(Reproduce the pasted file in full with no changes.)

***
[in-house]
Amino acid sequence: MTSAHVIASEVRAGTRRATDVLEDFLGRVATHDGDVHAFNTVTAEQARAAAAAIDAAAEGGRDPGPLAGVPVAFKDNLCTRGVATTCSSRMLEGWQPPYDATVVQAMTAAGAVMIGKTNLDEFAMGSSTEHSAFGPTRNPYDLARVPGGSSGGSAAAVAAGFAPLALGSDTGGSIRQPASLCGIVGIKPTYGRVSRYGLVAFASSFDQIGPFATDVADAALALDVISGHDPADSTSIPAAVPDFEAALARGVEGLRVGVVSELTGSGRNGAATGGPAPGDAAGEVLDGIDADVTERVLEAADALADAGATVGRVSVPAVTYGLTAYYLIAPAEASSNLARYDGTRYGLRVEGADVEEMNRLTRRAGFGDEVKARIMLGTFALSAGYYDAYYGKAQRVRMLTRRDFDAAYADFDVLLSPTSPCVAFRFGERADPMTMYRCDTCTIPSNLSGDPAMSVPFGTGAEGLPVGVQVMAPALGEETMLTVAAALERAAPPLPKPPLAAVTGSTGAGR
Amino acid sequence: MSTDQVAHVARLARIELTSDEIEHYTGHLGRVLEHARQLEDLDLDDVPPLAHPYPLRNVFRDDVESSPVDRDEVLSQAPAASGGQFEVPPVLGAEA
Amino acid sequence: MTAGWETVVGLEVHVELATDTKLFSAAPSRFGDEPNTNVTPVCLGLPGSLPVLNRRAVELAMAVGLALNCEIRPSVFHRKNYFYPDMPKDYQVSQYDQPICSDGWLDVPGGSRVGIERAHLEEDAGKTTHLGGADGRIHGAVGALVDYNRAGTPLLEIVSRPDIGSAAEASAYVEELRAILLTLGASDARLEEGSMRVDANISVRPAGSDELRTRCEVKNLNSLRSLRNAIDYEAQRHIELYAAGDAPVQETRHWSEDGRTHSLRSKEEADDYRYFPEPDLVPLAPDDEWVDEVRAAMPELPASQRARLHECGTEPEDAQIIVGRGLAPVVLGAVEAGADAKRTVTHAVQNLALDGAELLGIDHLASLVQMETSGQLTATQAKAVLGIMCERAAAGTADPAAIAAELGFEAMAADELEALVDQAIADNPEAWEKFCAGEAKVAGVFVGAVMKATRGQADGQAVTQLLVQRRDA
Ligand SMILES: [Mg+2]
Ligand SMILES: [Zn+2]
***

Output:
[in-house]
Amino acid sequence: MTSAHVIASEVRAGTRRATDVLEDFLGRVATHDGDVHAFNTVTAEQARAAAAAIDAAAEGGRDPGPLAGVPVAFKDNLCTRGVATTCSSRMLEGWQPPYDATVVQAMTAAGAVMIGKTNLDEFAMGSSTEHSAFGPTRNPYDLARVPGGSSGGSAAAVAAGFAPLALGSDTGGSIRQPASLCGIVGIKPTYGRVSRYGLVAFASSFDQIGPFATDVADAALALDVISGHDPADSTSIPAAVPDFEAALARGVEGLRVGVVSELTGSGRNGAATGGPAPGDAAGEVLDGIDADVTERVLEAADALADAGATVGRVSVPAVTYGLTAYYLIAPAEASSNLARYDGTRYGLRVEGADVEEMNRLTRRAGFGDEVKARIMLGTFALSAGYYDAYYGKAQRVRMLTRRDFDAAYADFDVLLSPTSPCVAFRFGERADPMTMYRCDTCTIPSNLSGDPAMSVPFGTGAEGLPVGVQVMAPALGEETMLTVAAALERAAPPLPKPPLAAVTGSTGAGR
Amino acid sequence: MSTDQVAHVARLARIELTSDEIEHYTGHLGRVLEHARQLEDLDLDDVPPLAHPYPLRNVFRDDVESSPVDRDEVLSQAPAASGGQFEVPPVLGAEA
Amino acid sequence: MTAGWETVVGLEVHVELATDTKLFSAAPSRFGDEPNTNVTPVCLGLPGSLPVLNRRAVELAMAVGLALNCEIRPSVFHRKNYFYPDMPKDYQVSQYDQPICSDGWLDVPGGSRVGIERAHLEEDAGKTTHLGGADGRIHGAVGALVDYNRAGTPLLEIVSRPDIGSAAEASAYVEELRAILLTLGASDARLEEGSMRVDANISVRPAGSDELRTRCEVKNLNSLRSLRNAIDYEAQRHIELYAAGDAPVQETRHWSEDGRTHSLRSKEEADDYRYFPEPDLVPLAPDDEWVDEVRAAMPELPASQRARLHECGTEPEDAQIIVGRGLAPVVLGAVEAGADAKRTVTHAVQNLALDGAELLGIDHLASLVQMETSGQLTATQAKAVLGIMCERAAAGTADPAAIAAELGFEAMAADELEALVDQAIADNPEAWEKFCAGEAKVAGVFVGAVMKATRGQADGQAVTQLLVQRRDA
Ligand SMILES: [Mg+2]
Ligand SMILES: [Zn+2]